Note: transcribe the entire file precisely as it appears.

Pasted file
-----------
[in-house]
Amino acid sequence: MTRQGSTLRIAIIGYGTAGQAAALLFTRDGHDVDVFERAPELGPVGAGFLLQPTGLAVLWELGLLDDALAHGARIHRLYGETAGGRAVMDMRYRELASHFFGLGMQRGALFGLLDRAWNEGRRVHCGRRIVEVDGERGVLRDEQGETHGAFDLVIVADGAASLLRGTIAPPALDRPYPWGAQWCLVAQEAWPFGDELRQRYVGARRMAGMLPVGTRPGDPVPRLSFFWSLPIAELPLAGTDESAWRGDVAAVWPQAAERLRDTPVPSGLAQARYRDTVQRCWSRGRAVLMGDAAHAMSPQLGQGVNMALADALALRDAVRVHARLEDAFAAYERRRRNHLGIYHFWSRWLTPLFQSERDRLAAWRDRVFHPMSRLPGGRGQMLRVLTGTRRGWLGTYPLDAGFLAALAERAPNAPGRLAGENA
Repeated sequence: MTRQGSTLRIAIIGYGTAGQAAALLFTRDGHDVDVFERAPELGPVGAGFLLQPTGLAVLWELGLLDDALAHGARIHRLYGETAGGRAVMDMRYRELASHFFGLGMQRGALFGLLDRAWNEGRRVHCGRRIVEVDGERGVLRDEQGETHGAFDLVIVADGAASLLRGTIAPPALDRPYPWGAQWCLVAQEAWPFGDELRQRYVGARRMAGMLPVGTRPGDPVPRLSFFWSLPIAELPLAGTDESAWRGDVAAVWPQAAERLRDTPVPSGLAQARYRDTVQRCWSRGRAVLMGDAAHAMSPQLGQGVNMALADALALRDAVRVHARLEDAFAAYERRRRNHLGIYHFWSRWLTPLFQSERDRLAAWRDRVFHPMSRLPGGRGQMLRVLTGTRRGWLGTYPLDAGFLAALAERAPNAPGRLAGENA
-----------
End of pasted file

[in-house]
Amino acid sequence: MTRQGSTLRIAIIGYGTAGQAAALLFTRDGHDVDVFERAPELGPVGAGFLLQPTGLAVLWELGLLDDALAHGARIHRLYGETAGGRAVMDMRYRELASHFFGLGMQRGALFGLLDRAWNEGRRVHCGRRIVEVDGERGVLRDEQGETHGAFDLVIVADGAASLLRGTIAPPALDRPYPWGAQWCLVAQEAWPFGDELRQRYVGARRMAGMLPVGTRPGDPVPRLSFFWSLPIAELPLAGTDESAWRGDVAAVWPQAAERLRDTPVPSGLAQARYRDTVQRCWSRGRAVLMGDAAHAMSPQLGQGVNMALADALALRDAVRVHARLEDAFAAYERRRRNHLGIYHFWSRWLTPLFQSERDRLAAWRDRVFHPMSRLPGGRGQMLRVLTGTRRGWLGTYPLDAGFLAALAERAPNAPGRLAGENA
Repeated sequence: MTRQGSTLRIAIIGYGTAGQAAALLFTRDGHDVDVFERAPELGPVGAGFLLQPTGLAVLWELGLLDDALAHGARIHRLYGETAGGRAVMDMRYRELASHFFGLGMQRGALFGLLDRAWNEGRRVHCGRRIVEVDGERGVLRDEQGETHGAFDLVIVADGAASLLRGTIAPPALDRPYPWGAQWCLVAQEAWPFGDELRQRYVGARRMAGMLPVGTRPGDPVPRLSFFWSLPIAELPLAGTDESAWRGDVAAVWPQAAERLRDTPVPSGLAQARYRDTVQRCWSRGRAVLMGDAAHAMSPQLGQGVNMALADALALRDAVRVHARLEDAFAAYERRRRNHLGIYHFWSRWLTPLFQSERDRLAAWRDRVFHPMSRLPGGRGQMLRVLTGTRRGWLGTYPLDAGFLAALAERAPNAPGRLAGENA